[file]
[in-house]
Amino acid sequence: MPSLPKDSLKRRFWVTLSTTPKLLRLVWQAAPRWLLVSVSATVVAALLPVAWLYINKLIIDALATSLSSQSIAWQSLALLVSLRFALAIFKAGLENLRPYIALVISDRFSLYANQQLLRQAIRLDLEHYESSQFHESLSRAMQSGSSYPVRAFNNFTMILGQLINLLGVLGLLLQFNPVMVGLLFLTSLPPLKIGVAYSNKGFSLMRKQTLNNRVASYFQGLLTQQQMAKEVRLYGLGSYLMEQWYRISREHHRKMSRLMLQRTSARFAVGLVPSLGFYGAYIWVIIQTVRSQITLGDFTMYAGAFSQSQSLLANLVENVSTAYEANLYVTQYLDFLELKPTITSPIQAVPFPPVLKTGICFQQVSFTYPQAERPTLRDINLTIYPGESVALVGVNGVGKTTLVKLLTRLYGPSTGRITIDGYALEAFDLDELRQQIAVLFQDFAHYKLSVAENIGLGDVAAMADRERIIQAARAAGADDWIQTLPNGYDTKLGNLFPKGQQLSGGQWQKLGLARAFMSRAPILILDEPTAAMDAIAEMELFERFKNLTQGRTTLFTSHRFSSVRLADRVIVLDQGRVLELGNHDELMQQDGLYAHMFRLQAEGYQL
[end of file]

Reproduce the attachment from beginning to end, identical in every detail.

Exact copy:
[in-house]
Amino acid sequence: MPSLPKDSLKRRFWVTLSTTPKLLRLVWQAAPRWLLVSVSATVVAALLPVAWLYINKLIIDALATSLSSQSIAWQSLALLVSLRFALAIFKAGLENLRPYIALVISDRFSLYANQQLLRQAIRLDLEHYESSQFHESLSRAMQSGSSYPVRAFNNFTMILGQLINLLGVLGLLLQFNPVMVGLLFLTSLPPLKIGVAYSNKGFSLMRKQTLNNRVASYFQGLLTQQQMAKEVRLYGLGSYLMEQWYRISREHHRKMSRLMLQRTSARFAVGLVPSLGFYGAYIWVIIQTVRSQITLGDFTMYAGAFSQSQSLLANLVENVSTAYEANLYVTQYLDFLELKPTITSPIQAVPFPPVLKTGICFQQVSFTYPQAERPTLRDINLTIYPGESVALVGVNGVGKTTLVKLLTRLYGPSTGRITIDGYALEAFDLDELRQQIAVLFQDFAHYKLSVAENIGLGDVAAMADRERIIQAARAAGADDWIQTLPNGYDTKLGNLFPKGQQLSGGQWQKLGLARAFMSRAPILILDEPTAAMDAIAEMELFERFKNLTQGRTTLFTSHRFSSVRLADRVIVLDQGRVLELGNHDELMQQDGLYAHMFRLQAEGYQL